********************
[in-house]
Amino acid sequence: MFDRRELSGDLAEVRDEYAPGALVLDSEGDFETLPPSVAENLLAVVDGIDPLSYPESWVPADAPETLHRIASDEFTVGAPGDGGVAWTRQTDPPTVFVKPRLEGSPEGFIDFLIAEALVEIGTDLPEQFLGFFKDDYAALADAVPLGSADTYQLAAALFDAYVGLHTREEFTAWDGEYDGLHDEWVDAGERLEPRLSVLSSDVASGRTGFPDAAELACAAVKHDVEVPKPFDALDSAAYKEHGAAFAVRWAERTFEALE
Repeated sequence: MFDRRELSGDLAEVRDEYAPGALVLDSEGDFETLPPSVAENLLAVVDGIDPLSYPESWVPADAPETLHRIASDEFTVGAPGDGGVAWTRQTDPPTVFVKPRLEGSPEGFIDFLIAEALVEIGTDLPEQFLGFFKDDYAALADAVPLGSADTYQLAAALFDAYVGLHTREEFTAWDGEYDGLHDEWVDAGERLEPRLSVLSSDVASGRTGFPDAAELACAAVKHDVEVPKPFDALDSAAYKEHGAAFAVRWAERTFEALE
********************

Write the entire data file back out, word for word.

[in-house]
Amino acid sequence: MFDRRELSGDLAEVRDEYAPGALVLDSEGDFETLPPSVAENLLAVVDGIDPLSYPESWVPADAPETLHRIASDEFTVGAPGDGGVAWTRQTDPPTVFVKPRLEGSPEGFIDFLIAEALVEIGTDLPEQFLGFFKDDYAALADAVPLGSADTYQLAAALFDAYVGLHTREEFTAWDGEYDGLHDEWVDAGERLEPRLSVLSSDVASGRTGFPDAAELACAAVKHDVEVPKPFDALDSAAYKEHGAAFAVRWAERTFEALE
Repeated sequence: MFDRRELSGDLAEVRDEYAPGALVLDSEGDFETLPPSVAENLLAVVDGIDPLSYPESWVPADAPETLHRIASDEFTVGAPGDGGVAWTRQTDPPTVFVKPRLEGSPEGFIDFLIAEALVEIGTDLPEQFLGFFKDDYAALADAVPLGSADTYQLAAALFDAYVGLHTREEFTAWDGEYDGLHDEWVDAGERLEPRLSVLSSDVASGRTGFPDAAELACAAVKHDVEVPKPFDALDSAAYKEHGAAFAVRWAERTFEALE